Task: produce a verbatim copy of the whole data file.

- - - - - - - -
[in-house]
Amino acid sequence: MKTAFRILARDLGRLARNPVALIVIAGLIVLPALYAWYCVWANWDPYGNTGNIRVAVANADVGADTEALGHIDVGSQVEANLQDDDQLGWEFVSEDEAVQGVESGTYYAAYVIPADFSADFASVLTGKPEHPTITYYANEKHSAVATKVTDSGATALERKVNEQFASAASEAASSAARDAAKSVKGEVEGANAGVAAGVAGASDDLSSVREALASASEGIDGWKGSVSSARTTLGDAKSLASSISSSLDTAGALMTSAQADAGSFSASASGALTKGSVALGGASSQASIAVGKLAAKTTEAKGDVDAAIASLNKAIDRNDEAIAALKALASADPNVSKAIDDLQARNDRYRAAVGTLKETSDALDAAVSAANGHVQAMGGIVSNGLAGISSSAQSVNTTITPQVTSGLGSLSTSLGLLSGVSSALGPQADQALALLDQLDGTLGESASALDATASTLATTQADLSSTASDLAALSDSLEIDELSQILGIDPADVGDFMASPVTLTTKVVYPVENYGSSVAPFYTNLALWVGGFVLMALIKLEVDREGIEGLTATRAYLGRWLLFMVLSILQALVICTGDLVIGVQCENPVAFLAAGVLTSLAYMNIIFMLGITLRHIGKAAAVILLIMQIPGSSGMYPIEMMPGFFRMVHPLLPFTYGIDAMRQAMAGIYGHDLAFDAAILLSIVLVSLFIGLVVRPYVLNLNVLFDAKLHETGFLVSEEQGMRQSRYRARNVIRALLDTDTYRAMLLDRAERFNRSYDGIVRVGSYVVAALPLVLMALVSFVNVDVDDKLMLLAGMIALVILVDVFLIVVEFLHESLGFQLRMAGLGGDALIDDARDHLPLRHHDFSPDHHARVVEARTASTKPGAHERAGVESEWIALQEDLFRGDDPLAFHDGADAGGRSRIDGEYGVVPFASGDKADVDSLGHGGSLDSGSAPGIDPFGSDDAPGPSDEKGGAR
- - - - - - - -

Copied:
[in-house]
Amino acid sequence: MKTAFRILARDLGRLARNPVALIVIAGLIVLPALYAWYCVWANWDPYGNTGNIRVAVANADVGADTEALGHIDVGSQVEANLQDDDQLGWEFVSEDEAVQGVESGTYYAAYVIPADFSADFASVLTGKPEHPTITYYANEKHSAVATKVTDSGATALERKVNEQFASAASEAASSAARDAAKSVKGEVEGANAGVAAGVAGASDDLSSVREALASASEGIDGWKGSVSSARTTLGDAKSLASSISSSLDTAGALMTSAQADAGSFSASASGALTKGSVALGGASSQASIAVGKLAAKTTEAKGDVDAAIASLNKAIDRNDEAIAALKALASADPNVSKAIDDLQARNDRYRAAVGTLKETSDALDAAVSAANGHVQAMGGIVSNGLAGISSSAQSVNTTITPQVTSGLGSLSTSLGLLSGVSSALGPQADQALALLDQLDGTLGESASALDATASTLATTQADLSSTASDLAALSDSLEIDELSQILGIDPADVGDFMASPVTLTTKVVYPVENYGSSVAPFYTNLALWVGGFVLMALIKLEVDREGIEGLTATRAYLGRWLLFMVLSILQALVICTGDLVIGVQCENPVAFLAAGVLTSLAYMNIIFMLGITLRHIGKAAAVILLIMQIPGSSGMYPIEMMPGFFRMVHPLLPFTYGIDAMRQAMAGIYGHDLAFDAAILLSIVLVSLFIGLVVRPYVLNLNVLFDAKLHETGFLVSEEQGMRQSRYRARNVIRALLDTDTYRAMLLDRAERFNRSYDGIVRVGSYVVAALPLVLMALVSFVNVDVDDKLMLLAGMIALVILVDVFLIVVEFLHESLGFQLRMAGLGGDALIDDARDHLPLRHHDFSPDHHARVVEARTASTKPGAHERAGVESEWIALQEDLFRGDDPLAFHDGADAGGRSRIDGEYGVVPFASGDKADVDSLGHGGSLDSGSAPGIDPFGSDDAPGPSDEKGGAR